About the Viral and Rickettsial Diseases Laboratory (VRDL)
The Viral and Rickettsial Disease Laboratory (VRDL) is the oldest
state public health virology laboratory in the United States, established in
1939 as the Influenza Research Laboratory with support from the Rockefeller
Foundation. Dr. Monroe Eaton was the first laboratory director. The VRDL
began offering diagnostic services in 1943. In 1947, when leadership was passed
to Dr. Edwin H. Lennette, the laboratory could test for 14 viral agents or
diseases. With a strong commitment to the development and evaluation of new
viral assays, by 1976 the VRDL was able to perform tests to identify over
300 different viruses. Diagnostic Procedures for Viral, Rickettsial, and
Chlamydial Infections, edited by Dr. Lennette and VRDL team members, is still
widely used as a laboratory reference. Leadership passed to Dr. Richard
Emmons in 1978, to Dr. Michael Ascher in 1994, to Dr. Mike Janda in 2001, to
Dr. Carol Glaser in 2002, to Dr. David Schnurr in 2009, to Dr. Sharon
Messenger in 2011, and to Dr. Dongxiang Xia who assumed the leadership in 2012. VRDL has been a
highly recognized resource for laboratory diagnostic consultation, training,
and research with active collaboration with epidemiologists, clinicians, and
The Viral and Rickettsial Disease Laboratory provides laboratory support, technical assistance, and research required for the diagnosis, investigation, and control of viral diseases and for the development and maintenance of high quality local viral laboratory services in California. VRDL also provides consultation services to the staff of local public health laboratories, California Departments of Public Health (CDPH) and Health Care Services, and other state agencies. For counties not having available public health laboratory services, VRDL functions as the reference and local public health laboratory for viral and rickettsial diseases. As part of the Department's laboratory science training program, VRDL trains local public health laboratory personnel in state-of-the-art standardized laboratory procedures.
The VRDL is composed of five sections that are responsible for the following functions:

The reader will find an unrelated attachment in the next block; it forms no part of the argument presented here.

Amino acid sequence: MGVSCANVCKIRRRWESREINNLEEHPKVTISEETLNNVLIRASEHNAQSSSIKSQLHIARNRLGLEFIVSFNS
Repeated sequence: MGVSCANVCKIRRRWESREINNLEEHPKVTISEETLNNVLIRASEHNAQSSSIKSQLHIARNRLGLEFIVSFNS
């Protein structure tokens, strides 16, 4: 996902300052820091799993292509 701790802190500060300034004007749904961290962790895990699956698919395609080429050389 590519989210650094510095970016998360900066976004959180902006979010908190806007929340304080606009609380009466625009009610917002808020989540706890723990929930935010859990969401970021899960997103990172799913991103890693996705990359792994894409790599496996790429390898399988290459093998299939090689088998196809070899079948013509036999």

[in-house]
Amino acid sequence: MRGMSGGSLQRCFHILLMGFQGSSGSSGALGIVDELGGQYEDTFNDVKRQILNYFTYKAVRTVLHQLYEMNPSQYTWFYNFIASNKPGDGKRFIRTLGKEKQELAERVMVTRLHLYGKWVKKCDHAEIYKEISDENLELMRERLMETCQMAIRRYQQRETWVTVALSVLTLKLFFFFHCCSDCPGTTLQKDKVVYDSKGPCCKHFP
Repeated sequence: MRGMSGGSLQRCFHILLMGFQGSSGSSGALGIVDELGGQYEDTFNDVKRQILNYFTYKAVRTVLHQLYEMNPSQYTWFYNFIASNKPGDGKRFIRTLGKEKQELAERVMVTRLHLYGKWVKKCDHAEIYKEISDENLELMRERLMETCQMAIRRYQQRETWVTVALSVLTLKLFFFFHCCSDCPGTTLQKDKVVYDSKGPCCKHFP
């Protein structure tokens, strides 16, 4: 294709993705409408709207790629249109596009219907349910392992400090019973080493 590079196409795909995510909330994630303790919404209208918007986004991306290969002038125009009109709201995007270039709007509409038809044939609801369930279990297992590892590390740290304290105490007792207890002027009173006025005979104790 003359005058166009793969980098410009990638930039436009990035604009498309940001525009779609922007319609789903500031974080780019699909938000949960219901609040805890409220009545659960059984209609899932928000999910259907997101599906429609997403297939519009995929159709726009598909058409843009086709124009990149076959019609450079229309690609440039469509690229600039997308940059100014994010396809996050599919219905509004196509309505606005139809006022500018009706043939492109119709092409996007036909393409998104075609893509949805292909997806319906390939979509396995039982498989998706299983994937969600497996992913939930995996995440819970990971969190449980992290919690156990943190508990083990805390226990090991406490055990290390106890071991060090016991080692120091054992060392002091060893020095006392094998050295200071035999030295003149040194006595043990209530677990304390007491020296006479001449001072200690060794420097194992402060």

The Vaccine Preventable Diseases and Herpes Viruses Section performs antibody testing and nucleic acid detection for over 20 different infectious diseases such as herpes simplex, varicella zoster virus, measles, mumps, rubella, and arboviruses [e.g., West Nile Virus (WNV)].
The Respiratory and Gastroenteritis Diseases Section is responsible for the identification of respiratory and gastroenteric agents, including:
Respiratory agents: diagnostic testing to identify 22 viral respiratory agents including influenza, MERS-CoV, respiratory syncytial virus, rhinovirus and enterovirus as well as the bacterium Mycoplasma pneumoniae.
Gastroenteric agents: testing of suspect acute viral gastroenteritis cases and detection and characterization norovirus, sapovirus, astrovirus, rotavirus, and the gastroenteric adenoviruses.
The Zoonotic and Vectorborne Diseases Section is responsible for the identification of rabies virus and
other animal and vectorborne diseases, as well as virus isolation and fluorescent antibody and direct
The Retrovirus Diseases Section serves as a statewide reference laboratory for HIV and other retroviruses and provides extensive consultation to local public health labs and clinicians throughout the state. Research activities include the development of new viral assays and monitoring of HIV vaccine trials.
The Medical and Epidemiology Liaison Section coordinates all diagnostic specimens received by VRDL
for testing and answers questions regarding test availability, sample collection and shipment, and
interpretation of test results. Our clients include other branches of CDPH, local public health laboratories,
clinical laboratories, and physicians throughout the state. This section coordinates several statewide
surveillance efforts including the Neurologic Surveillance and Testing, West Nile Virus Surveillance, and
Sentinel Physician Influenza Surveillance in coordination with CDPH and Centers for Disease Control and